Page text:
Definition of Fictional character
1. Noun. An imaginary person represented in a work of fiction (play or film or story). "She is the main character in the novel"
Generic synonyms: Imaginary Being, Imaginary Creature
Specialized synonyms: Aladdin, Argonaut, Babar, Beatrice, Beowulf, Bluebeard, Bond, James Bond, Brer Rabbit, Bunyan, Paul Bunyan, John Henry, Cheshire Cat, Chicken Little, Cinderella, Colonel Blimp, Dracula, Don Quixote, El Cid, Fagin, Falstaff, Sir John Falstaff, Father Brown, Faust, Faustus, Frankenstein, Frankenstein, Frankenstein's Monster, Goofy, Gulliver, Hamlet, Captain Horatio Hornblower, Horatio Hornblower, Iago, Commissaire Maigret, Inspector Maigret, Kilroy, King Lear, Lear, Lilliputian, Marlowe, Philip Marlowe, Micawber, Wilkins Micawber, Mother Goose, Mr. Moto, Othello, Pangloss, Pantaloon, Perry Mason, Peter Pan, Pied Piper, Pied Piper Of Hamelin, Pierrot, Pluto, Huck Finn, Huckleberry Finn, Rip Van Winkle, Ruritanian, Tarzan, Tarzan Of The Apes, Tom Sawyer, Uncle Remus, Uncle Tom, Uncle Sam, Holmes, Sherlock Holmes, Simon Legree, Sinbad, Sinbad The Sailor, Snoopy, Ali Baba, Emile, Agonist, Protagonist, Houyhnhnm, Little John, Little Red Riding Hood, Raskolnikov, Rodya Raskolnikov, Robin Hood, Robinson Crusoe, Rumpelstiltskin, Shylock, Tristan, Tristram, Iseult, Isolde, Scaramouch, Scaramouche, Svengali, Sweeney Todd, Todd, Trilby, Walter Mitty, Yahoo, Arthur, King Arthur, Galahad, Sir Galahad, Gawain, Sir Gawain, Guenevere, Guinevere, Lancelot, Sir Lancelot, Merlin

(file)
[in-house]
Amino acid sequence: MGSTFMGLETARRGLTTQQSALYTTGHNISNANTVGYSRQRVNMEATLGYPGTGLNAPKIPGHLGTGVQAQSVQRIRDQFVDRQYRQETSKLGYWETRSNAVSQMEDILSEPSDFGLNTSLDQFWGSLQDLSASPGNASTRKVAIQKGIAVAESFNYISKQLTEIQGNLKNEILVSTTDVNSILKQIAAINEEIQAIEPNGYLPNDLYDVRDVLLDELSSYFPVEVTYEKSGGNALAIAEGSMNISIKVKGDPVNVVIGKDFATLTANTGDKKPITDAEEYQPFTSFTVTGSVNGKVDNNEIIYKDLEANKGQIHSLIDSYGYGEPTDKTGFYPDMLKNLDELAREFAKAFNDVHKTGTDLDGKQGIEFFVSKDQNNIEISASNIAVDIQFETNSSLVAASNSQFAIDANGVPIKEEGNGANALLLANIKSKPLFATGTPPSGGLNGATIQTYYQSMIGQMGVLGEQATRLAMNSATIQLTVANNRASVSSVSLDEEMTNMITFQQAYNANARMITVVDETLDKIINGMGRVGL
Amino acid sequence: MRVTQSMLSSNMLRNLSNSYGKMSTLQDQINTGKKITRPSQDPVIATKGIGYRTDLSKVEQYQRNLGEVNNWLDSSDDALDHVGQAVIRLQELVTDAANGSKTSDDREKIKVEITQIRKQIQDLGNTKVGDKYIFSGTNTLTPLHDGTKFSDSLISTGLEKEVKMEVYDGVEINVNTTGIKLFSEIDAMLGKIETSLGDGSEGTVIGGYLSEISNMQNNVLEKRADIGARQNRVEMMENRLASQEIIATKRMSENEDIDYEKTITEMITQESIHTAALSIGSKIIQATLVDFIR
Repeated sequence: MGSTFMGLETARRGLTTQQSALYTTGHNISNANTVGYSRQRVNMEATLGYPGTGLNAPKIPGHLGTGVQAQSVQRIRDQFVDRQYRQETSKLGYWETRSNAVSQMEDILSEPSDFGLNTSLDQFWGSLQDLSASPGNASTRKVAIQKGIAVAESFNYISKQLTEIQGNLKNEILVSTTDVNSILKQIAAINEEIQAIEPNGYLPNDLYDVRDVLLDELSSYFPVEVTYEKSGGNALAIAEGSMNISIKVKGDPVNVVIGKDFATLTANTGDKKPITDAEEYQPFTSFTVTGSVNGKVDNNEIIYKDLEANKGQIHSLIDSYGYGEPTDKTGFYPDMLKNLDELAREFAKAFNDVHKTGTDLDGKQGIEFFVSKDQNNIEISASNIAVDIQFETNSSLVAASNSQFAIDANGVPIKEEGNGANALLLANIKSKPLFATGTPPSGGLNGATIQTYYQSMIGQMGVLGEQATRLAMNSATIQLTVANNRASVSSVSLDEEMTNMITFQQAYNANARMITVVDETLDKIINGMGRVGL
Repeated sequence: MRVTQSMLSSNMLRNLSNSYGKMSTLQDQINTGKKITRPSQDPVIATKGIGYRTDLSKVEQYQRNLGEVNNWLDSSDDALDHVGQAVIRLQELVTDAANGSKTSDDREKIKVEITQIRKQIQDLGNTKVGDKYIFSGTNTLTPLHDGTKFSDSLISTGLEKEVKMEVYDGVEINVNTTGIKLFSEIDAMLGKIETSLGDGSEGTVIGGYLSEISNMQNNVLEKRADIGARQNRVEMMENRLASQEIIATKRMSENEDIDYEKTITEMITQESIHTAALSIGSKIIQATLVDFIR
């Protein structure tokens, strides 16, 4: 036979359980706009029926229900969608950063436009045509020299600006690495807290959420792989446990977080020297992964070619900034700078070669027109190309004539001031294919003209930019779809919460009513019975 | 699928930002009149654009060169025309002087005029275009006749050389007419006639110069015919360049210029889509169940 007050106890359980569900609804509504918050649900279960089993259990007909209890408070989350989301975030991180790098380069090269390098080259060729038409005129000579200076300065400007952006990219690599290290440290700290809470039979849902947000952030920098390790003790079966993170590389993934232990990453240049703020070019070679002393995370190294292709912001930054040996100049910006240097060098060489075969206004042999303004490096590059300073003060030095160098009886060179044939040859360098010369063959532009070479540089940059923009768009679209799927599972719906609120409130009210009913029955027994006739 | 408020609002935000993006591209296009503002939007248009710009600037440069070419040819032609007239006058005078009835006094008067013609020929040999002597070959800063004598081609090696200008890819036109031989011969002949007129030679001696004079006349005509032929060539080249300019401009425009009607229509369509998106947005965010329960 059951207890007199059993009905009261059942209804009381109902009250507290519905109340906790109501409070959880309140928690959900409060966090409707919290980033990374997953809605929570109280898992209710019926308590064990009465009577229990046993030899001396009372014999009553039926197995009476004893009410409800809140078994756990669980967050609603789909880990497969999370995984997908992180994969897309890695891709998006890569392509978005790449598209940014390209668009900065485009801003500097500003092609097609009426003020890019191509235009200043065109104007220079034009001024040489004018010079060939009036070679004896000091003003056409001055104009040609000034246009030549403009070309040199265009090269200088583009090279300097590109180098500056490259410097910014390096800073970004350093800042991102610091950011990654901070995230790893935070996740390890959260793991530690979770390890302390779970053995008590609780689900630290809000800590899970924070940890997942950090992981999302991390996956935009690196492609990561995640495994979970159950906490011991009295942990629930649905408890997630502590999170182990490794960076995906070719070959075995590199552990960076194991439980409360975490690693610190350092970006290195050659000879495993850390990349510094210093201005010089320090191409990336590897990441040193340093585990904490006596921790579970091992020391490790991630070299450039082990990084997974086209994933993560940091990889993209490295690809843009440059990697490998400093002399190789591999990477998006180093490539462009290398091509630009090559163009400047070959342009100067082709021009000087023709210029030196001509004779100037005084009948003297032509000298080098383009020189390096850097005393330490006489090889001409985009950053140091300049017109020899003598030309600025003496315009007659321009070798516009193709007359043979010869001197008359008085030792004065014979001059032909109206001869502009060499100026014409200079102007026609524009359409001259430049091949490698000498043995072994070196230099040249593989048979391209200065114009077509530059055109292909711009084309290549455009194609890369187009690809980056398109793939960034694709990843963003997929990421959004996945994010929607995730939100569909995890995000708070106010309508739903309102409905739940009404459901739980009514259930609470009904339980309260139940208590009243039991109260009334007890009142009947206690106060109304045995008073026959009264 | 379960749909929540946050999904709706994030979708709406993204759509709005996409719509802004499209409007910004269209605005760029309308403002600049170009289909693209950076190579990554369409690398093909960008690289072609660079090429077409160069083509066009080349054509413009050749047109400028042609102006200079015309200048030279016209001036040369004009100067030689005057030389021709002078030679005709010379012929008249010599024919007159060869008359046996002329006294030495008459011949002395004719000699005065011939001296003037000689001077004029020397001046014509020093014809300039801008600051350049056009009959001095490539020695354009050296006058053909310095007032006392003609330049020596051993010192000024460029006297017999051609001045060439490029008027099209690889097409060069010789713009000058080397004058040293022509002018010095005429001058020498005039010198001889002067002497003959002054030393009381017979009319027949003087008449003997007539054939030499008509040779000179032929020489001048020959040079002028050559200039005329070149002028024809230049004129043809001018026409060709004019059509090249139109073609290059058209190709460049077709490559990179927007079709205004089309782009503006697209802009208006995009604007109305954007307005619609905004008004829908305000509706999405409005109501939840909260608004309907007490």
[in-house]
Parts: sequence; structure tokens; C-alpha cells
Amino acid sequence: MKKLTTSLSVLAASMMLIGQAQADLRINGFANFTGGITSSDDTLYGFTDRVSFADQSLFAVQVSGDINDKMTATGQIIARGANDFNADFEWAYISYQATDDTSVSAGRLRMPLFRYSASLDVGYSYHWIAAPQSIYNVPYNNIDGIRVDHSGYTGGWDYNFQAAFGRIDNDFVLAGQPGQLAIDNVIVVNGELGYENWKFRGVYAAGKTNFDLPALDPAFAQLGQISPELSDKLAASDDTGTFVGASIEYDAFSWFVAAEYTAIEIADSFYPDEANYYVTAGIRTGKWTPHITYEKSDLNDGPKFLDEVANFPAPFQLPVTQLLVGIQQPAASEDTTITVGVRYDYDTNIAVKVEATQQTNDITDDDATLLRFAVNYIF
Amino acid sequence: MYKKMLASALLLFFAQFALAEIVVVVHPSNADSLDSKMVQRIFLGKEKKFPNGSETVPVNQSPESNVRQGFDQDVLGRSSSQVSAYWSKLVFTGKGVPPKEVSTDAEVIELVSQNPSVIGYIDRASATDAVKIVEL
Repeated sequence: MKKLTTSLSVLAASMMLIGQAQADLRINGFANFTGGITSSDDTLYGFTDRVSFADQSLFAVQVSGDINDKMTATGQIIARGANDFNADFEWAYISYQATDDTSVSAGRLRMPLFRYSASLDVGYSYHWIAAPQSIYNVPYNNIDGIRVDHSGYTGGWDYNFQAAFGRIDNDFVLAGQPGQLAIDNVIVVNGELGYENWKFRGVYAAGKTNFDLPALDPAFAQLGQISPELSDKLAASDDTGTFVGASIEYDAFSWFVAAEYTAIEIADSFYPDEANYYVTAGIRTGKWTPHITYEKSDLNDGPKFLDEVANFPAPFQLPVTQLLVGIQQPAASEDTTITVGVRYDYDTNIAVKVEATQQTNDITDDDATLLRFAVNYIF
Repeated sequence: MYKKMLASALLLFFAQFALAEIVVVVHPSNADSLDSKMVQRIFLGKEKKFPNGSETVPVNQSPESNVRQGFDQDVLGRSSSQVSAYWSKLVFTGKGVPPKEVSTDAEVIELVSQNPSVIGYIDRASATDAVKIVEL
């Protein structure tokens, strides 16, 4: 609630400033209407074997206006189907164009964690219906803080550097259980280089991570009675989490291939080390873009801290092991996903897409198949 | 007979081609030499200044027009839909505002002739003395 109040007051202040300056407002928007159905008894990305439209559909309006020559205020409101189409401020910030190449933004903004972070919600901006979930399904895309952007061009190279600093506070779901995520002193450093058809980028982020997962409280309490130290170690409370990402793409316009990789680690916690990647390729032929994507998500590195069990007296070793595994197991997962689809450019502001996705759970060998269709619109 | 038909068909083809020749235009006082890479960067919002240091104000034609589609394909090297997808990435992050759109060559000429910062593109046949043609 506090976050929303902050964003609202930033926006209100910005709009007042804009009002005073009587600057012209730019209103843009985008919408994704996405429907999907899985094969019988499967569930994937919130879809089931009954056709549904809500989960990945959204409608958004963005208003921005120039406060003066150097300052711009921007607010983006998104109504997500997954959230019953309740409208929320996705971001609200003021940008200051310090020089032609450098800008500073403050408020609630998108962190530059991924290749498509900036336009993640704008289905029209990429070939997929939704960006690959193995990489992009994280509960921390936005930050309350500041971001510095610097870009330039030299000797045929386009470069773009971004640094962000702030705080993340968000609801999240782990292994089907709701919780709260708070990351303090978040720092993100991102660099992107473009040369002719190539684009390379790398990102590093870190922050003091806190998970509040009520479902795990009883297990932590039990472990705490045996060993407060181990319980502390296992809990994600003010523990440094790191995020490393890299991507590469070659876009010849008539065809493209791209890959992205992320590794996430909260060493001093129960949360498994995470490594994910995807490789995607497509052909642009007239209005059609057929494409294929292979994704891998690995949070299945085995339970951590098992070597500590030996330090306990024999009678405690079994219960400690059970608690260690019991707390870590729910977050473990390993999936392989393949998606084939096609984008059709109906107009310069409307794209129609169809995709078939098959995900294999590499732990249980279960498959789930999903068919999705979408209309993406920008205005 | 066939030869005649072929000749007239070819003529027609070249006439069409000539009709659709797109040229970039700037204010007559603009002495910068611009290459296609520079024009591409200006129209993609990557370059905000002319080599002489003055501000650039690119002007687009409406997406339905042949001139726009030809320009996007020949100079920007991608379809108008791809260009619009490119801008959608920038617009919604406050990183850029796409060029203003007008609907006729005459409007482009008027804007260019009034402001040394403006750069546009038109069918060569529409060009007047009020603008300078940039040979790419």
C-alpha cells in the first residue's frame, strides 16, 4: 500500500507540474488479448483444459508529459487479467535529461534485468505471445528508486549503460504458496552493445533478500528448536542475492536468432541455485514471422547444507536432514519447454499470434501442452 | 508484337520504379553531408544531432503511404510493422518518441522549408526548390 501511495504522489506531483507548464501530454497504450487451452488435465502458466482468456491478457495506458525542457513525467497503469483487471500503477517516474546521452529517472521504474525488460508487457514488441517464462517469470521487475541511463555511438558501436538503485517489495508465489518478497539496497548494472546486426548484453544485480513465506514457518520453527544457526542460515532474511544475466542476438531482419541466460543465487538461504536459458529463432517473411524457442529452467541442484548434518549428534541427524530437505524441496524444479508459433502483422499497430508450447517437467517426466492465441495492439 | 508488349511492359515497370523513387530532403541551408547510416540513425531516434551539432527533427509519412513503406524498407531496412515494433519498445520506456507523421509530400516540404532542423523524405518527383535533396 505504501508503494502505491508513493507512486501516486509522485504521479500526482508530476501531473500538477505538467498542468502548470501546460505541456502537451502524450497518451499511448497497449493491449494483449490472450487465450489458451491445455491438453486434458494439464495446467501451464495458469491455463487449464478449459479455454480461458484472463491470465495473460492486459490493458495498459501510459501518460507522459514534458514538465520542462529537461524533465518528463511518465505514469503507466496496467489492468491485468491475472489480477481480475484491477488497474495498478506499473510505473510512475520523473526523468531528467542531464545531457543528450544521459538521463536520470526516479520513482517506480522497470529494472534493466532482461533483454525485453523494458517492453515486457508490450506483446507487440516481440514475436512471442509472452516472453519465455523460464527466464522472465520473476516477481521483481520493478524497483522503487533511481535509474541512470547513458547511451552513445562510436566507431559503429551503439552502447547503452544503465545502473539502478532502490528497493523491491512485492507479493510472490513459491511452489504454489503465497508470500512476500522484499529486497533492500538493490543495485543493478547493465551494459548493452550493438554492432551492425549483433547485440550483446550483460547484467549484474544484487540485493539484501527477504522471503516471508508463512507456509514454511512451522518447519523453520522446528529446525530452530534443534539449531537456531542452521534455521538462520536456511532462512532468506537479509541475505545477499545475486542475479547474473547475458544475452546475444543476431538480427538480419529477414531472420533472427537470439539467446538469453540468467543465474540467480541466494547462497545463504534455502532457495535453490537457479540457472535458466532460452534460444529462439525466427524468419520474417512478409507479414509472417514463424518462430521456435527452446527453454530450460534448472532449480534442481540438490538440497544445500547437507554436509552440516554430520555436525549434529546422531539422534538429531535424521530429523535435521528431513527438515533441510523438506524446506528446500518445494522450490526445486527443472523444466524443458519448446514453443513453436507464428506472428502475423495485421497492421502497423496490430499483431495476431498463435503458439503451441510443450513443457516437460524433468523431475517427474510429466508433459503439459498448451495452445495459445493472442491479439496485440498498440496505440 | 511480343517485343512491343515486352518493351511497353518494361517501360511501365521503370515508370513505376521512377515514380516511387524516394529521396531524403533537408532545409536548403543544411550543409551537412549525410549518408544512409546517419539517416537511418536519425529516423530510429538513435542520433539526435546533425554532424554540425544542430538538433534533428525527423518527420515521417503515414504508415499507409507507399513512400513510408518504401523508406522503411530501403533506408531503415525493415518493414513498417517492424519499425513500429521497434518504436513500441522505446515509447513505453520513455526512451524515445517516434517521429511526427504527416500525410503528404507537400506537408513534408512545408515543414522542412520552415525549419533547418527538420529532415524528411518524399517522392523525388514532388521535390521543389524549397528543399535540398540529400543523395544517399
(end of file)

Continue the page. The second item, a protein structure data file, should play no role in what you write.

Lexicographical Neighbors of Fictional Character
Literary usage of Fictional character
Below you will find example usage of this term as found in modern and/or classical literature:
1. Information Security: Advances & Remaining Challenges to Adoption of Public by David L. McClure (2001)
"Suppose a fictional character named Bob has generated his two keys and that ... In this example, fictional character Alice would encrypt her message to Bob ..."
2. The Poetic Mind by Frederick Clarke Prescott (1922)
"Sometimes, finally, an earlier fictional character will be taken over by the imagination and developed, as we may suppose the Hamlet character, ..."
3. The Bookman (1911)
"But it is really this small limit of variation, this right which we each one of us have to see a fictional character through our own eyes, that makes our ..."
4. The Contemporary Review (1866)
"Arthur Hamilton, on the other hand, although a deliberate pretence, carried even to the point of apologizing for the " fictional " character of some of the ..."